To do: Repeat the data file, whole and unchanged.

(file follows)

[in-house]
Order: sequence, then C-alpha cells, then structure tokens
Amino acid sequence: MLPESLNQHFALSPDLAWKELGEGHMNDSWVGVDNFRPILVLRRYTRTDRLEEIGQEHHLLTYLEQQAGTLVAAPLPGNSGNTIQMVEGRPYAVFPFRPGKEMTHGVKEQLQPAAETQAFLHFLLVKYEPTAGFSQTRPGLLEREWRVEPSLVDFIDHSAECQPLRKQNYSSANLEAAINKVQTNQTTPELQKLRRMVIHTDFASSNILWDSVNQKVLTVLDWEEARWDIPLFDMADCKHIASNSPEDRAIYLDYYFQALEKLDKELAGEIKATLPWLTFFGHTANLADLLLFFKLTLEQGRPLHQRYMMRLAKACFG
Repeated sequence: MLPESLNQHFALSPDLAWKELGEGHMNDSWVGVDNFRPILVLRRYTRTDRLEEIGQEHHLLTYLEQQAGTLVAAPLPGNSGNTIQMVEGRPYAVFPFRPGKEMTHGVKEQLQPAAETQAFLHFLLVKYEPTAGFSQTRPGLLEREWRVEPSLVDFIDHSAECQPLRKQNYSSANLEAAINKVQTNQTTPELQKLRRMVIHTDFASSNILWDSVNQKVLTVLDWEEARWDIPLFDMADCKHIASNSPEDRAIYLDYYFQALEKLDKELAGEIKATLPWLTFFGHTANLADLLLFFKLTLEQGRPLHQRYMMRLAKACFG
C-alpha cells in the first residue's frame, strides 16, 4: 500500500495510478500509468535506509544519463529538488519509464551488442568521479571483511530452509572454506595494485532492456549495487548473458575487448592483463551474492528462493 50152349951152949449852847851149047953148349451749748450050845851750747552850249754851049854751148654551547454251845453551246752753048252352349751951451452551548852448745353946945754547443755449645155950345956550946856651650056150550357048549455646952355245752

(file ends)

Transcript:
[in-house]
Order: sequence, then C-alpha cells, then structure tokens
Amino acid sequence: MLPESLNQHFALSPDLAWKELGEGHMNDSWVGVDNFRPILVLRRYTRTDRLEEIGQEHHLLTYLEQQAGTLVAAPLPGNSGNTIQMVEGRPYAVFPFRPGKEMTHGVKEQLQPAAETQAFLHFLLVKYEPTAGFSQTRPGLLEREWRVEPSLVDFIDHSAECQPLRKQNYSSANLEAAINKVQTNQTTPELQKLRRMVIHTDFASSNILWDSVNQKVLTVLDWEEARWDIPLFDMADCKHIASNSPEDRAIYLDYYFQALEKLDKELAGEIKATLPWLTFFGHTANLADLLLFFKLTLEQGRPLHQRYMMRLAKACFG
Repeated sequence: MLPESLNQHFALSPDLAWKELGEGHMNDSWVGVDNFRPILVLRRYTRTDRLEEIGQEHHLLTYLEQQAGTLVAAPLPGNSGNTIQMVEGRPYAVFPFRPGKEMTHGVKEQLQPAAETQAFLHFLLVKYEPTAGFSQTRPGLLEREWRVEPSLVDFIDHSAECQPLRKQNYSSANLEAAINKVQTNQTTPELQKLRRMVIHTDFASSNILWDSVNQKVLTVLDWEEARWDIPLFDMADCKHIASNSPEDRAIYLDYYFQALEKLDKELAGEIKATLPWLTFFGHTANLADLLLFFKLTLEQGRPLHQRYMMRLAKACFG
C-alpha cells in the first residue's frame, strides 16, 4: 500500500495510478500509468535506509544519463529538488519509464551488442568521479571483511530452509572454506595494485532492456549495487548473458575487448592483463551474492528462493 50152349951152949449852847851149047953148349451749748450050845851750747552850249754851049854751148654551547454251845453551246752753048252352349751951451452551548852448745353946945754547443755449645155950345956550946856651650056150550357048549455646952355245752